Osteoarthritis is a widespread disease. Numerous women and men suffer from the painful deterioration of joints, particularly in their later years of life. Early diagnosis helps keep the breakdown of cartilage at bay and preserve the affected joint as long as possible. Researchers around Professor Boris Mizaikoff, Director of the Institute of Analytical and Bioanalytical Chemistry in Ulm, are working on a solution: A sensor in the mid-infrared range, to be used during surgery, is hoped to diagnose cartilage changes before the onset of osteoarthritis. 13 European research institutions and businesses from six countries contribute their knowledge to this endeavour under the coordination of the Finnish University of Oulu. Project MIRACLE is funded with over 6.1 million euros as part of the EU Framework Programme for Research and Innovation Horizon 2020.
Cold-start pain, morning stiffness and reduced weight-bearing capability: osteoarthritis drastically dampens the life quality of the mostly older patients. The diagnosis via imaging or arthroscopy, however, often only occurs after the protecting cartilage is already heavily reduced and the joint surfaces already grind against another.
Yet, the progression of the disease and the consequential joint replacement could be delayed, if the deterioration of the cartilage was recognised and treated in an early stage. Scientists around Professor Boris Mizaikoff are currently developing the prototype of an arthroscopic infrared sensor that detects pathological cartilage changes before a painful osteoarthritis develops. The novel sensor detects molecular changes during a minimally invasive arthroscopy and could be a significant asset to patient care and research: 'In addition to improved immediate diagnostics, this measuring technology also helps assess the success of novel therapies,' explains Professor Mizaikoff. The scientists also hope to gain a better understanding of the pathogenesis and course of the disease. The overarching goal of project MIRACLE is a personalised patient care and thus reduced – also financially – burden on the health care system, as joint degeneration is becoming more and more prevalent in our aging society.
The miniaturisation of the components is a technical challenge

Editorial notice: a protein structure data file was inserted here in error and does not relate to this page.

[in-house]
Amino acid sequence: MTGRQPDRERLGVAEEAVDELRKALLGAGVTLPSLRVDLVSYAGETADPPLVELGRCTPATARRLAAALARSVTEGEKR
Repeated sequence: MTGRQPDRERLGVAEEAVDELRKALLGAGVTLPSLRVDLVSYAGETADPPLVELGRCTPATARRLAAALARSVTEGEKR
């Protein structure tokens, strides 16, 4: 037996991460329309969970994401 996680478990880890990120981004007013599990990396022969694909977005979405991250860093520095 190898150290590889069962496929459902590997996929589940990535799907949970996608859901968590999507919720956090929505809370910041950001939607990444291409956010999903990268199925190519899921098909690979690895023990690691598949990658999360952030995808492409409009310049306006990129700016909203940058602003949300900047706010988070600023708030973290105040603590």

The researchers from Ulm focus their expertise mainly on the area of infrared spectroscopy and the miniaturisation of molecular-specific sensor technologies. 'The new sensor is based on a series of tuneable quantum cascade lasers, an integrated beam combiner, infrared light conductor fibres as well as a sensor element for spectroscopy and imaging in the mid-infrared range. It is a challenge to integrate all these components into a highly compact format that enables the actual application during the arthroscopic procedure,' elaborates Professor Mizaikoff. A miniaturised prototype has already made a strong impression in the lead-up to the project: It not only facilitated the detection and classification of pathological changes in meniscus samples, but also atherosclerotic plaque on the inner walls of blood vessels.
MIRACLE is expected to be easy to use for the surgeon during an arthroscopy and also provide accurate results. The sensor is thus hoped to be ready for the market as soon as possible. 'This is one important reason why so many partners from the industry are part of the MIRACLE team, so that a market-ready prototype can be presented by the end of the project,' emphasises Mizaikoff.
The undertaking has convinced the experts from the European Commission as well: They assigned the project application the highest possible score. The EU project MIRACLE ('Mid-infrared arthroscopy innovative imaging system for real-time clinical in-depth examination and diagnosis of degenerative joint diseases') receives close to 6,134,000 euros over an initial period of 42 months. A portion of 842,500 euros is allocated to the researchers in Ulm.